“Newtie” panders on local issues in New Hampshire
With less than a week until the New Hampshire primary, former House Speaker Newt Gingrich spent a full day campaigning in the state’s lightly populated North Country. While there he opened his stump speech by jumping into a local controversy over a proposed $1.1 billion plan to build a giant transmission line from the Canadian border to southern New Hampshire.
The plan, known as the Northern Pass, would connect a Quebec electricity producer with the population centers of southern New England. The plan is controversial in northern New Hampshire, which is heavily reliant on tourism, because it involves the construction of 120-foot-high towers through pristine parts of the White Mountain National Forest and surrounding forests.
“As I understand it the president has the ability to sign or not sign the document that authorizes the transmission from Quebec of energy,” Gingrich told voters in the town of Lancaster. “I would not sign an authorization that would allow large towers that would destroy the scenic beauty of northern New Hampshire.”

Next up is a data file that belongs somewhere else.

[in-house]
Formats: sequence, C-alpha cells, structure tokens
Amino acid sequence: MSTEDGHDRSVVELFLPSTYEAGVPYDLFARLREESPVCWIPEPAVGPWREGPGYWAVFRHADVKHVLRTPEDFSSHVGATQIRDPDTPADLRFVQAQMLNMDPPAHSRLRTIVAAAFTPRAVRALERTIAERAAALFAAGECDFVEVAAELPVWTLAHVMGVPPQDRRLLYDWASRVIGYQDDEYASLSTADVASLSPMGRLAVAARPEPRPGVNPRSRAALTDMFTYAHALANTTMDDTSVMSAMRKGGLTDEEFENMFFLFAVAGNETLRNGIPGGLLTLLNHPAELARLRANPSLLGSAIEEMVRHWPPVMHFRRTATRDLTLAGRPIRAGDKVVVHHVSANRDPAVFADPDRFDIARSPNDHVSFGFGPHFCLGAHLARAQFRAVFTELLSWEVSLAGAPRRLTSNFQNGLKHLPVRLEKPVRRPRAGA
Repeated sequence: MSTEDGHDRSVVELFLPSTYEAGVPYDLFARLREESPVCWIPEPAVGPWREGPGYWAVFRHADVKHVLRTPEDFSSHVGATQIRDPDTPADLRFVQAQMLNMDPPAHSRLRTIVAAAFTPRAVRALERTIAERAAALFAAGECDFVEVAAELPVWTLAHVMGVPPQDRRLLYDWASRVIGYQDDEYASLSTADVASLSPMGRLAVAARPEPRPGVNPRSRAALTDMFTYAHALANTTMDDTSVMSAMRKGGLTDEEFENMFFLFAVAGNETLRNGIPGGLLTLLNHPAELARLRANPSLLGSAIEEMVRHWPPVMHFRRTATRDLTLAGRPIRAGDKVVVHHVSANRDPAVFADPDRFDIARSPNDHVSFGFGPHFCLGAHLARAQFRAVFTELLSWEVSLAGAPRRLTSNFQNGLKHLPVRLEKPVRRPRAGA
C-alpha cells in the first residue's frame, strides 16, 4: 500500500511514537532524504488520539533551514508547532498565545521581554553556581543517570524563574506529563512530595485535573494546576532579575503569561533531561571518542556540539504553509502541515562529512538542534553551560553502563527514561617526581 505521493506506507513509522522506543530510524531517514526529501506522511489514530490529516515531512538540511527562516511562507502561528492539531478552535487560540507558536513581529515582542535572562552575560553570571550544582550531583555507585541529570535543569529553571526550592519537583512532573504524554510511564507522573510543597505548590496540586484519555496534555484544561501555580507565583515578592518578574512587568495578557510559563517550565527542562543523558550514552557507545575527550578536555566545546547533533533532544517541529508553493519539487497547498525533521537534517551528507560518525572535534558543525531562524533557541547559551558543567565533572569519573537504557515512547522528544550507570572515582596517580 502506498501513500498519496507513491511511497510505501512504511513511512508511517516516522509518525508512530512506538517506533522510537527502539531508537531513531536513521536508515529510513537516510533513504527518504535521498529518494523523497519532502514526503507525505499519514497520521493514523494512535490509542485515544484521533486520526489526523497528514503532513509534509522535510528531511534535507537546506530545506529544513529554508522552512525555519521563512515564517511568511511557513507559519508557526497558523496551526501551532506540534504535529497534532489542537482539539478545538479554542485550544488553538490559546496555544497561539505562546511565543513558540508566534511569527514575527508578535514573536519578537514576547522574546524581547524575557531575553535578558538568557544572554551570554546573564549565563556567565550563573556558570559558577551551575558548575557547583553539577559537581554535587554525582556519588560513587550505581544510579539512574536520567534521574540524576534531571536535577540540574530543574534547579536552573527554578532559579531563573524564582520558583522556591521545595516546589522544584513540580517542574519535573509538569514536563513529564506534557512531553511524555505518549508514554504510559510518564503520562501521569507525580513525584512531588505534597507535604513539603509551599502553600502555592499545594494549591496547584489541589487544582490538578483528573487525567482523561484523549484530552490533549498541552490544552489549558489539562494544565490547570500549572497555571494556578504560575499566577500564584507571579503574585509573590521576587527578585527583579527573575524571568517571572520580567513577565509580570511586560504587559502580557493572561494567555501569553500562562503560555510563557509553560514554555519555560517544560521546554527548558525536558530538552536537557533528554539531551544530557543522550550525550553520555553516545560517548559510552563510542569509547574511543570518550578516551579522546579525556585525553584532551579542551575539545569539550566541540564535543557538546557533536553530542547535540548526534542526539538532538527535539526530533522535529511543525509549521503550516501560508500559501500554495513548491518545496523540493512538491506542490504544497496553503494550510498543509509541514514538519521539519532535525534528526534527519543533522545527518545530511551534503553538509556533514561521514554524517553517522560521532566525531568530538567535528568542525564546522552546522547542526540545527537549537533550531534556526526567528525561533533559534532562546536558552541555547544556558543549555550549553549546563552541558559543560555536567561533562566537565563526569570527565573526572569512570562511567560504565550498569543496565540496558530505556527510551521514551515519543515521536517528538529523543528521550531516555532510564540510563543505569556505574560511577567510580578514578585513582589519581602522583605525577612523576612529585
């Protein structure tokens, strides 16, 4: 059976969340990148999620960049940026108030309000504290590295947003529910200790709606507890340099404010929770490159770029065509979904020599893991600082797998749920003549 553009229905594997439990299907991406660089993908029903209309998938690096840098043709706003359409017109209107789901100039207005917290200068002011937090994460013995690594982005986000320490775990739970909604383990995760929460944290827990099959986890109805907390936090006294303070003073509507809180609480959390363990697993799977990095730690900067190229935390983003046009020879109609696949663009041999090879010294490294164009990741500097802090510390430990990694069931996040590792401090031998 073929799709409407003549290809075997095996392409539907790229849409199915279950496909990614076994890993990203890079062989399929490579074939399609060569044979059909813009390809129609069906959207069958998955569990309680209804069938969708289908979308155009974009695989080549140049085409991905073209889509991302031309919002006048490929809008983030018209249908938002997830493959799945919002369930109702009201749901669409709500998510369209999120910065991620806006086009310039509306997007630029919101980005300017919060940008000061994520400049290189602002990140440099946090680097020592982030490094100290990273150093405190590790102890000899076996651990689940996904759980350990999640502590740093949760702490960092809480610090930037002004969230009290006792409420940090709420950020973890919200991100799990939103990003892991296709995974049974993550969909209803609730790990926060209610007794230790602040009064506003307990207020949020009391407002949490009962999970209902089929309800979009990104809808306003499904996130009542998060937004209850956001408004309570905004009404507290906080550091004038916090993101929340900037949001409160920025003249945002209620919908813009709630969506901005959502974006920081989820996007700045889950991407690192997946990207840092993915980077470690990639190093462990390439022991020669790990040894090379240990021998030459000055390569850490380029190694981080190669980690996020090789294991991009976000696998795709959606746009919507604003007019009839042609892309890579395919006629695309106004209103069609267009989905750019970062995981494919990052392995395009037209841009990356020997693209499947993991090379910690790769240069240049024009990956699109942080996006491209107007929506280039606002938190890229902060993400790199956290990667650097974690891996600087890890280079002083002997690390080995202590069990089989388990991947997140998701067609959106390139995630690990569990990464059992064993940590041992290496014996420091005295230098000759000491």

“I don’t think the people of the north country should be forced to suffer a loss of their income and their quality of life to deliver power to the south for Quebec power,” he added, earning a round of applause.
Gingrich had one additional sweetener for local voters. “We’re working on a proposal for veterans to develop a clinic in the north country that would allow tele-medicine to veterans in the north country,” he said.
Gingrich also drew laughs when he admitted his wife and mother sometimes called him “Newtie.”
Newt Gingrich greets voters at Gold House Pizza in Littleton, New Hampshire, January 5, 2012. REUTERS/Mike Segar